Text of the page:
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Our Cybersecurity Practice Director, Luke Potter, was recently approached by SC Media, the leading cybersecurity source in the UK and Europe, to provide commentary for the article, “Ghostbusters 2: how to deal with Spectre, the sequel.”

The article addressed how Spectre 1.1 and 1.2 have emerged from the shadows, what they are, and how do you mitigate them and any exploits that follow.

Luke’s response to the journalist’s questions:

Do the latest vulnerability disclosures point to the inescapable fact that these processor design flaws will continue to be a pain point for security teams for the foreseeable future – and just how much of a real-world concern to enterprise security teams is this?

These ‘new’ vulnerabilities are effectively bypassing the initial mitigation for Spectre “1.0” which hit the media in January of this year. The researchers have found yet another way to circumvent known mitigations and identified a new exploit method which demonstrates how this particular vulnerability is proving difficult to mitigate using software/microcode updates alone, and we may well see similar variants making repeat appearances in the future. Absolutely enterprise security teams need to be concerned around this. Vulnerability management has to extend to all types of software and hardware throughout organizations. Historically, vulnerability management teams have focused purely on ‘operating system’ level security and patching. Whereas wider system coverage has to be included, such as the firmware on devices, micro-code versions on processers and BIOS versions. Updates at this level have to form part of an effective cybersecurity strategy. Further to this, hopefully, CPU designs going forward will take these kinds of issues into account.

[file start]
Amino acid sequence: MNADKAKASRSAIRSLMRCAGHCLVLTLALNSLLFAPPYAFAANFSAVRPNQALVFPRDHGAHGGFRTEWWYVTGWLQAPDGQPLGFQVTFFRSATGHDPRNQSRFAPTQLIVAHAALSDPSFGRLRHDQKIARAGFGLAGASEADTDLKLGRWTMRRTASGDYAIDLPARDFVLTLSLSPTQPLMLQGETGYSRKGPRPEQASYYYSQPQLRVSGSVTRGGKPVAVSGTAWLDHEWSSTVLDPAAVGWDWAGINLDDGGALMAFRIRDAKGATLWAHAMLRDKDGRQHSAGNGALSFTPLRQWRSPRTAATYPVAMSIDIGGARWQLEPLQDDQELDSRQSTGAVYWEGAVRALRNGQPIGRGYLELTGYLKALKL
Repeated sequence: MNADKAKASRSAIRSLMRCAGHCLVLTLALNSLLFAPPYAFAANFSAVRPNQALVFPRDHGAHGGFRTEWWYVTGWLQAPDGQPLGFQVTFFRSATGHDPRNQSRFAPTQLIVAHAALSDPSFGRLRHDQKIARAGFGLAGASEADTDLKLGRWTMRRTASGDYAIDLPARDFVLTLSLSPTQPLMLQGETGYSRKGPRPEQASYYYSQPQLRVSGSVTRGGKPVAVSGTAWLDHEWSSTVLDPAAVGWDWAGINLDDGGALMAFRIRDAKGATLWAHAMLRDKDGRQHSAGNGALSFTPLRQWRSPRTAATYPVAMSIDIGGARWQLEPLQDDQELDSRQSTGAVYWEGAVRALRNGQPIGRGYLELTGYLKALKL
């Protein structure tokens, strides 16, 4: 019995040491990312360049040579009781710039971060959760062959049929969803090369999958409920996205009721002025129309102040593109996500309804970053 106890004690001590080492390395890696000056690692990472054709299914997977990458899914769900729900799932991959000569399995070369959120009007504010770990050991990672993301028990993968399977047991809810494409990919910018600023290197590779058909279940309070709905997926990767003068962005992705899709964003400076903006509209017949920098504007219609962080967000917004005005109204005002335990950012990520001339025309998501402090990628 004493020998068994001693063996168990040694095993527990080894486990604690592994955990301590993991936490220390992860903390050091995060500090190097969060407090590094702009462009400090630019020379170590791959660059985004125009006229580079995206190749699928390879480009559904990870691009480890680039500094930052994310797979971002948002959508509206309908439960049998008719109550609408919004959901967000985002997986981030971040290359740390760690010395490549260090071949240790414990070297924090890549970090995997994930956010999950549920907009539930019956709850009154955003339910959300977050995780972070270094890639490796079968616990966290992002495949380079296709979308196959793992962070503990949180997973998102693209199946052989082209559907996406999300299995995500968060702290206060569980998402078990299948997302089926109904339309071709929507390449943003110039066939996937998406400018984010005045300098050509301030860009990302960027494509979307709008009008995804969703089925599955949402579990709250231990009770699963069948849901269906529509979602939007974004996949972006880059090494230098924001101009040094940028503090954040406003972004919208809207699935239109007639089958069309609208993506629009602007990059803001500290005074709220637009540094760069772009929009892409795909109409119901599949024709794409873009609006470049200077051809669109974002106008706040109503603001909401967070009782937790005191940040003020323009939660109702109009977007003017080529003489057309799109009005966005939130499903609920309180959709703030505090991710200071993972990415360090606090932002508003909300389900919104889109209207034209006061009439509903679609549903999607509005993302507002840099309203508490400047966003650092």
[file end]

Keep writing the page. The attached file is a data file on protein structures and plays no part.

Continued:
How should the enterprise respond to these vulnerabilities and the exploits that will likely follow – what’s the best practice mitigation advice for the ongoing Spectre threat?

All organizations should closely monitor security bulletin feeds from their operating system and hardware providers. We are already seeing patches being released, so it’s key that organizations test and then roll-out these updates as soon as possible. Ensuring that updates are applied to both software/operating systems and to the physical processors themselves via microcode updates. It is also highly likely that we’ll see new spectre variants as other processer related vulnerabilities as research continues. Especially with the value of the ‘bounty’s’ being paid for this kind of research. In terms of mitigations, clearly the first and foremost has to be applying the relevant patches as mentioned. However as part of general good security practice organizations must restrict untrusted code execution, but with things like Javascript in browsers, this is almost impossible to control this in all circumstances. Organizations need to carefully control system usage and access, ensuring that the principle of least privilege is always applied. Where systems are ‘shared’, such as terminal servers and/or organizations providing virtualized hosting services, it’s critical that patching of these servers/systems are prioritized.

Read the full SC article here.

Learn about our Vulnerability Management here.

About Luke Potter 

Luke oversees SureCloud Cybersecurity Solutions. He also manages our Secure Private Cloud. Luke is a recognized cybersecurity expert. He is a CHECK team leader, Tiger Scheme senior security tester, ISO 27001 lead auditor and Microsoft Certified enterprise administrator. Previously, Luke managed the IT team at a large UK insurance brokerage.

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